Kappel told the Daily Beast, “This filing will set red flags for lawyers working on the Santos investigation in the Eastern District of New York City,” adding that many donors “reported.” It added that it was citing occupations that appear to be inconsistent with the scale of donations being made. Part-time cashiers, housewives, multiple college students, etc.
“It’s unusual for a student to make a reportable contribution, let alone the maximum contribution allowed,” he said.
In May, federal prosecutors indicted Mr. Santos on charges of wire fraud, money laundering, theft of public funds and making material misrepresentations to Congress. The agency is also currently investigating Santos’ financial situation, criminal record and past statements.
The expenses are also very different.
Santos, whose wastefulness sparked an FEC lawsuit for using campaign funds for unjustified personal spending, appears to have backed down. The commission reported spending of about $104,000 over the past three months, most of which was an $85,000 payment to Santos himself, part of a $215,000 personal loan from last September. I had to pay back the part. This is the first such repayment for him in several years.
The remaining costs were divided into relatively small amounts. About $2,300 was donated June 16 to Dallas-based Cobra Legal Solutions for legal work. However, according to a 2022 report, Cobra is a “leading legal services outsourcing provider.” press release– had rebranded For legal purposes, one month prior to such payment.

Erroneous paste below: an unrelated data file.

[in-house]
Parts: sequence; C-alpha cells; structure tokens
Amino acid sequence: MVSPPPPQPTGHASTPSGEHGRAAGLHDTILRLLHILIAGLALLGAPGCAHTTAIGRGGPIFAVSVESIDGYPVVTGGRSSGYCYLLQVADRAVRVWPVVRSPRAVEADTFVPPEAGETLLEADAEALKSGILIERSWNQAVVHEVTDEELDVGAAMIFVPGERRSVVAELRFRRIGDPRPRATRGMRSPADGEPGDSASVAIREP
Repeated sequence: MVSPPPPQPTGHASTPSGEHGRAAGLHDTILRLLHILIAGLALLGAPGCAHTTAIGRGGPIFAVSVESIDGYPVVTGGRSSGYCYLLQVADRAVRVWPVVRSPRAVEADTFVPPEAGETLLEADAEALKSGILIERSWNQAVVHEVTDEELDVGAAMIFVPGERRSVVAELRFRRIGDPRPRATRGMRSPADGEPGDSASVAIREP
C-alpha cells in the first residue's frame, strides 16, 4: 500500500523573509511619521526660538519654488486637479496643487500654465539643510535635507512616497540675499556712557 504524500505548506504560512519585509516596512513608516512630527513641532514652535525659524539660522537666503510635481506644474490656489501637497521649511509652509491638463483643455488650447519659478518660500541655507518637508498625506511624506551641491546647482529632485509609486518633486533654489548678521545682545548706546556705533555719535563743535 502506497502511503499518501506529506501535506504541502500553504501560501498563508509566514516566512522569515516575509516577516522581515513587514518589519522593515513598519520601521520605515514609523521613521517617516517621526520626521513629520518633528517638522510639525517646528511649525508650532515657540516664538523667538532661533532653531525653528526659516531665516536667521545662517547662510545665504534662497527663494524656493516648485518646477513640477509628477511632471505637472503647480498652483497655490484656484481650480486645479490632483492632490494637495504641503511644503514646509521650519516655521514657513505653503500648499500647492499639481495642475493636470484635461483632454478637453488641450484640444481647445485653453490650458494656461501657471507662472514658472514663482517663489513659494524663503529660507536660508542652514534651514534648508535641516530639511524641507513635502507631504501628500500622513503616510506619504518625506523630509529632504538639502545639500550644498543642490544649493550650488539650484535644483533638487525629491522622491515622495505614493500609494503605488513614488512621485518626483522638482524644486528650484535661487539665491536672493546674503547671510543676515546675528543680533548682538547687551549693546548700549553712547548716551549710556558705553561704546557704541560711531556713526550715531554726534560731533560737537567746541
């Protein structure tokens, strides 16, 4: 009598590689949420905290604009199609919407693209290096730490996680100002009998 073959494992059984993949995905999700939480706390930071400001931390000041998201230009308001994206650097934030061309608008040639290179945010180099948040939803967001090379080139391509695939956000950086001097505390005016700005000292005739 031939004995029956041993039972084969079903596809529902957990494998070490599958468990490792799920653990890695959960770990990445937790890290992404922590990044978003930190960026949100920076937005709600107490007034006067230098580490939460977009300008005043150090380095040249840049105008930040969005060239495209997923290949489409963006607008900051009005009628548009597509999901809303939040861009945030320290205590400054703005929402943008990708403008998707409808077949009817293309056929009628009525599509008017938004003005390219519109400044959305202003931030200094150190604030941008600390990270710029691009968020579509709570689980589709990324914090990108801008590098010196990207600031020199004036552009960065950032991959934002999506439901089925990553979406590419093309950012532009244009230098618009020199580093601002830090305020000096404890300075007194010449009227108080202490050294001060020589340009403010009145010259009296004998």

The campaign also donated $3,500 to new treasurer Jason Boles. Jason Boles is a political accountant and maintains the books of an accounting firm. Over 50 active committees, including Rep. Marjorie Taylor Greene (Republican, Georgia). The commission spent $375 on Internet services, and another $1,527.31 was reported as “reimbursement” to a man named Mateus Ting of New York City address. The FEC database does not show any previous record of Santos’ receipts or expenses related to Tin.
A small number of payments to United Airlines and The Line Hotel in Washington, D.C. were backdated to February. It is not clear why they did not appear in the campaign’s previous report. According to federal rules, about half of the spending was paid when the campaign’s treasurer was absent for 10 days or more and couldn’t legally raise or spend the money.
Another mystery about Santos is made even more mysterious by the fact that he personally financed the campaign.
The amounts, dates and sources of funding of these loans are inconsistent throughout the year. The filing shows they’ve changed again, with $185,000 of previously reported loans appearing to have disappeared entirely.
A campaign report at the end of 2022 found that the self-proclaimed billionaire had loaned the campaign a total of $755,000 in the 2022 cycle. In April, the campaign lowered the total to $715,000 without any explanation. Currently, his total personal loan amount is only $530,000.
The date is also different. Where previously the loans were spread out over the 2022 calendar year, they are now concentrated in the two months leading up to the November election. It’s unclear how this can be reconciled with his earlier 2022 report showing how much campaign money remained in banks after loans.
This total could be a result of Santos’ acquisition of an experienced treasurer. Before Boles took office last month, the campaign listed a treasurer named “Andrew Olson,” who has never run a federal commission and does not appear to even exist. FEC Complaint From the Good Government Group in Washington, Responsible and Ethical Citizens.
“If this professional accountant stepped into the books, they might have finally gotten this right,” Fisher said. “But as with the Santos problem, it’s hard to know what’s going on.”
Ursula Perano, Tracy Connor, and Matt Fuller contributed to this report.